Raniero Mancinelli has styled three popes. He claims that since Francis’ papacy began bishops and cardinals have begun requesting “simple crosses of wood and metal, skipping the gold-plated, gem-encrusted versions that were once popular” (viii). Pope Francis, in demonstrating simplicity despite his grand status within the Catholic Church, is making minimalism fashionable: removing gems from his pellegrina and wearing cotton clothes and black shoes, Francis has become a religious representative for the near-global necessity for consumer restraint. Those in relationships dictated by parasocial phenomenon require “social involvement or gratification” in order to maintain their loyalty to a brand or celebrity (ix). For Pope Francis, however, “the point is not that it is blessed to be starving and destitute” (x); rather, it is to understand that those “poor in spirit” (Matthew, 5:3-12) are wealthy because they do not need fur coats and cars to feel close to their deity.  

‘Reverent consuming’ refers to the idea that we should ask only for what we need. If buying a necklace or a new jacket will bring you joy then don’t hesitate to treat yourself. However, be wary that consumerism often brings only fleeting happiness. It is important to be thoughtful about what material objects will actually make us happy and to understand where these goods come from. Try to spend more reverently this Christmas: ask for a few things, special gifts that will contribute to your hobbies and interests or make you feel more confident; give your time and money to a charity you admire; think more about what Christmas means to you as a Christian and not as a consumer. If you’re able to, try to continue to think reverently about your spending for the rest of the new year too.  

Notably, even Christ enjoyed the expensive perfume given to him by Mary Magdalene (John 12:3). This suggests that not all indulgence is unethical, however “money has overdetermined the meaning of Christmas” in the 21st century (iii). As a result, through the commodification of the Godhead, transcendence has been bestowed upon the material and the mass-manufactured, which propagates environmental degradation and spiritual collapse alongside economic flourishment. Joplin’s song represents advertisers’, perhaps subliminal, exploitation of sacred imagery during the holiday season. However, it’s up to us (the consumers) as to how we want to behave. Father Christmas has become a store-bought deity, but our duty to God and to each other has never gone away.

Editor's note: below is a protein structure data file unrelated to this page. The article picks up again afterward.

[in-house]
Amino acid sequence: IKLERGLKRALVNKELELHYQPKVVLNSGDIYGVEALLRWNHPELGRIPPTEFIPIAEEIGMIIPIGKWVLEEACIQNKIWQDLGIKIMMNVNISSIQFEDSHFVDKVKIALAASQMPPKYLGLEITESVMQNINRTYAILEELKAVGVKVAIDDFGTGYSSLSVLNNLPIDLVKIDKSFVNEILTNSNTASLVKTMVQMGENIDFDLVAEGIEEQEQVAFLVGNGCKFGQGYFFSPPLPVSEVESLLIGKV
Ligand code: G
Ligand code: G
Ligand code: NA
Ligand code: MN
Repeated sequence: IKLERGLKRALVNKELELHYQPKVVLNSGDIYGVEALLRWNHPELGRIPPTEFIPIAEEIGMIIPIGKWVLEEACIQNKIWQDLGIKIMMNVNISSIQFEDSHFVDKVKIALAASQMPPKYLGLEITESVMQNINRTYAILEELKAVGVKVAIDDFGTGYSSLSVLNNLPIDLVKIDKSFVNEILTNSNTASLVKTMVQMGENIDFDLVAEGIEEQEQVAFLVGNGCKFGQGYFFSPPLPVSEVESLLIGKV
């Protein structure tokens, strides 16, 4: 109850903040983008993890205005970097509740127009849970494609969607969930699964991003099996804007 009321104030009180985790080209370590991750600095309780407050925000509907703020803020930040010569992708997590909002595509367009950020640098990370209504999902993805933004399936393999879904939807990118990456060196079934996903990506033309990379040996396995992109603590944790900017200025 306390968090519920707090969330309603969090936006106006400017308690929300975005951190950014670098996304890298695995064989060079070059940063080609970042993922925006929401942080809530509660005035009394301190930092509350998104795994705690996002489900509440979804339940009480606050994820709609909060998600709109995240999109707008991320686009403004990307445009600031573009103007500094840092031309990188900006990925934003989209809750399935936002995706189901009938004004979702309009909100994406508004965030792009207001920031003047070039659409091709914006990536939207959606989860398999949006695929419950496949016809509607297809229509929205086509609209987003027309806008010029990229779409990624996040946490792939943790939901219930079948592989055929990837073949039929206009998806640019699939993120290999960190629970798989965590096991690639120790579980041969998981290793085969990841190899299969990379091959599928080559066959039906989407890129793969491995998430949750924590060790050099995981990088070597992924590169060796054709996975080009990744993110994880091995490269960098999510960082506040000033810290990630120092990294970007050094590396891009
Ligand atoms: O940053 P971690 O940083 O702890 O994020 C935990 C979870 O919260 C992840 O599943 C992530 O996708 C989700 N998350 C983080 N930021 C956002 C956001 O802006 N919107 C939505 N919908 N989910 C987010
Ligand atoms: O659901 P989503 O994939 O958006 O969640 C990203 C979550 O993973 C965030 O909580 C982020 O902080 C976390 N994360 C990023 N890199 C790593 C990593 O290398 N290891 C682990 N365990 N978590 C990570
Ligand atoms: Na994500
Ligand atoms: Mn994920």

I will leave you with these two questions: 

Pope Francis calls consumerism, a seemingly secularist celebration of affluence, “a virus that attacks the faith at the roots” (xi).

Can religion and consumerism co-exist?  

If they can’t, which one will you choose to live by? 


Cited Resources 

(i) Joplin, J. and McClure, M. and Neuwirth, P. (1970). Mercedes-Benz. United States of America: Paul A. Rothchild. 

(ii) Bump, P. (2018). ‘How much would the gifts from ‘Santa Baby’ cost? From fur coats to luxury apartments’, The Independent, 20th December. Available at: https://www.independent.co.uk/news/long_reads/santa-baby-song-gifts-cost-eartha-kitt-christmas-presents-a8686636.html (Accessed 16th December 2020).   

(iii) Deacy, C. (2016). Christmas as Religion: Rethinking Santa, the Secular, and the Sacred. Oxford, United Kingdom: Oxford University Press. 

(iv) Belk, R. W. (2001). ‘Materialism and the Making of the Modern American Christmas’ in Miller’s Unwrapping Christmas. Oxford. United Kingdom: Clarendon Press, pp. 75-104. 

(v) Chung, S. and Cho, H. (2017). ‘Fostering parasocial relationships with celebrities on social media: Implications for celebrity endorsement’, Psychology and Marketing, vol. 34, no. 4, pp. 481-495 Available at: https://ink.library.smu.edu.sg/cgi/viewcontent.cgi?article=1012&context=lkcsb_research_all (Accessed 7th December 2020). 

(vi) Bourdieu, P. and Nice, R. (translation) (1990). The Logic of Practice. Stanford, California, United States of America: Stanford University Press. 

(vii) Horton, D. and Wohl, R. (2016). Mass Communication and Para-Social Interaction: Observations on Intimacy at a Distance. Available at: https://www.tandfonline.com/doi/abs/10.1080/00332747.1956.11023049 (Accessed 7th December 2020). Pp. 215-229.

(viii) Bain, M. (2017). ‘Pope Francis’s cheap and simple clothes have started a new trend for Catholic clergy’, Quartz, 14th June. Available at: https://qz.com/1005895/pope-franciss-cheap-and-simple-clothes-have-started-a-new-trend-for-catholic-clergy/ (Accessed 9th December 2020).  

(ix) Dibble, J. L. and Hartmann, T. and Rosaen, S. F. (2016). ‘Parasocial Interaction and Parasocial Relationship: Conceptual Clarification and a Critical Assessment of Measures’ in Human Communication Research, vol. 42, no. 1. Oxford University Press, pp. 21-44. 

(x) Budziszewski, J. (2020). Commentary on Thomas Aquinas’s Treatise on Happiness and Ultimate Purpose. Cambridge, United Kingdom: University of Cambridge.  

(xi) Vatican News. (2019). ‘Pope at Mass: Consumerism is a virus that attacks the faith’, Vatican News, 1st December. Available at: https://www.vaticannews.va/en/pope/news/2019-12/pope-francis-mass-rome-congolese-community.html (Accessed 8th December 2020).